Mexican presidential candidate Andres Manuel Lopez Obrador has called on supporters to march on the electoral tribunal to demand a full vote recount.
No let up in the campaign, Mr Lopez Obrador told supporters.
Mr Lopez Obrador rejected the tribunal's decision to recount votes from only 9% of polling stations.
"We don't want a portion of democracy. We want 100% democracy," he told thousands of supporters in Mexico City.
Official results from the 2 July vote gave victory to the conservative Felipe Calderon by half of a percentage point.
For the past week his supporters have been camped out in central Mexico City as part of a campaign of "civil disobedience" to demand a full "vote-by-vote" recount.
'Not in vain'
Mr Lopez Obrador told tens of thousands of supporters in the city's vast Zocalo Square on Sunday: "This week we are going to carry out actions of resistance."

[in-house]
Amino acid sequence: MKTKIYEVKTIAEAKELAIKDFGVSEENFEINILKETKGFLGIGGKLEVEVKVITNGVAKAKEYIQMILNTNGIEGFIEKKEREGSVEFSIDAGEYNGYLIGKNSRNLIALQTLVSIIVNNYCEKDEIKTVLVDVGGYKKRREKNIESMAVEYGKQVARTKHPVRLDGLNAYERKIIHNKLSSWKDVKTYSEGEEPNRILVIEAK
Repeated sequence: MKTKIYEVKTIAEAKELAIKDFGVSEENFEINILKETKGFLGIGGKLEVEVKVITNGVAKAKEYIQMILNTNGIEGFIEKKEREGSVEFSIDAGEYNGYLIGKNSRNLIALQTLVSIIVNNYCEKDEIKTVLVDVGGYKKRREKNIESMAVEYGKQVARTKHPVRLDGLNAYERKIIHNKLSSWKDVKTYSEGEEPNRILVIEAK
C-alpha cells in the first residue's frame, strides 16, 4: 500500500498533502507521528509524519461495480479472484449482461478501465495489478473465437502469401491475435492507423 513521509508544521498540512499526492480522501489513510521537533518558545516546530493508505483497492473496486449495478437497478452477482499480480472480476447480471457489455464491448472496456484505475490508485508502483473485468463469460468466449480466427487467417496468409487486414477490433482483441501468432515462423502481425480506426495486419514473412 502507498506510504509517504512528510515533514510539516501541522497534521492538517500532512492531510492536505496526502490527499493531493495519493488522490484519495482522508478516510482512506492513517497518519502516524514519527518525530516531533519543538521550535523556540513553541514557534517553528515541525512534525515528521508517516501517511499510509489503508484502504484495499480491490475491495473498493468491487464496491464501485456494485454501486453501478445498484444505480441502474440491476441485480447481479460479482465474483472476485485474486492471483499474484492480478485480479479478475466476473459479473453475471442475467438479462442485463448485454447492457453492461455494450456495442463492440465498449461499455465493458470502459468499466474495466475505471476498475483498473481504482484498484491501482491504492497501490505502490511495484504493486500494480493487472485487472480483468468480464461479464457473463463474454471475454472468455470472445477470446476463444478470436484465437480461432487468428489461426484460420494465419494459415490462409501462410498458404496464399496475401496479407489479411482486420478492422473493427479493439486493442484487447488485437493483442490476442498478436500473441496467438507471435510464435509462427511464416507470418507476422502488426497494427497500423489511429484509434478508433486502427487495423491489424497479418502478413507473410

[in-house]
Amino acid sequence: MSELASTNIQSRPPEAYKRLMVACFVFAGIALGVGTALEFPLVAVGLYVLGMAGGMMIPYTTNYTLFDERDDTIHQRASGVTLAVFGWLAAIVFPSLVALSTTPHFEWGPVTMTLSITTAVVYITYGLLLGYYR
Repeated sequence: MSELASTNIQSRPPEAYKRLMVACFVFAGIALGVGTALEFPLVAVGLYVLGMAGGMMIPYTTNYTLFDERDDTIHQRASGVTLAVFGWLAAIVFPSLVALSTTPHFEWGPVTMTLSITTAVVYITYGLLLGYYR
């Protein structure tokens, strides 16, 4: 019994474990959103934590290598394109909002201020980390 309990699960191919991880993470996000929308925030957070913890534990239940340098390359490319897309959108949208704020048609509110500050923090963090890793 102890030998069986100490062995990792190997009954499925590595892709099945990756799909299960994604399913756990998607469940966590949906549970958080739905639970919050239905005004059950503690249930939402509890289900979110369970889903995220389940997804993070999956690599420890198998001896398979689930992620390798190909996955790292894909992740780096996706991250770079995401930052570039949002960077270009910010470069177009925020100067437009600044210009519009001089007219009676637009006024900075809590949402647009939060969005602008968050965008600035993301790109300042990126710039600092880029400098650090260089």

The fight, he added, would "possibly will take more time, but will not be in vain".
Protesters blocked access to the stock exchange last week
Mr Lopez Obrador urged followers to march on the electoral tribunal headquarters on Monday, and to keep up their sit-in of the Zocalo Square and main Reforma Avenue.
The sit-ins have snarled up much of the centre of the city for the last week.
Results from the July election showed that Mr Lopez Obrador lost to Felipe Calderon by less than 0.6 of a percentage point - or about 240,000 votes out of a total electorate of 41 million.
UN and EU observers pronounced the election free and fair.
However Mr Lopez Obrador presented some 900 pages of alleged evidence of electoral irregularities to the Federal Electoral Tribunal in the hope that it would order a full recount.
But on Saturday the tribunal ruled that only the results from 11,839 polling stations - of a total of 130,500 - should be recounted, beginning on Wednesday.
The tribunal has until 6 September to make its final ruling on the winner.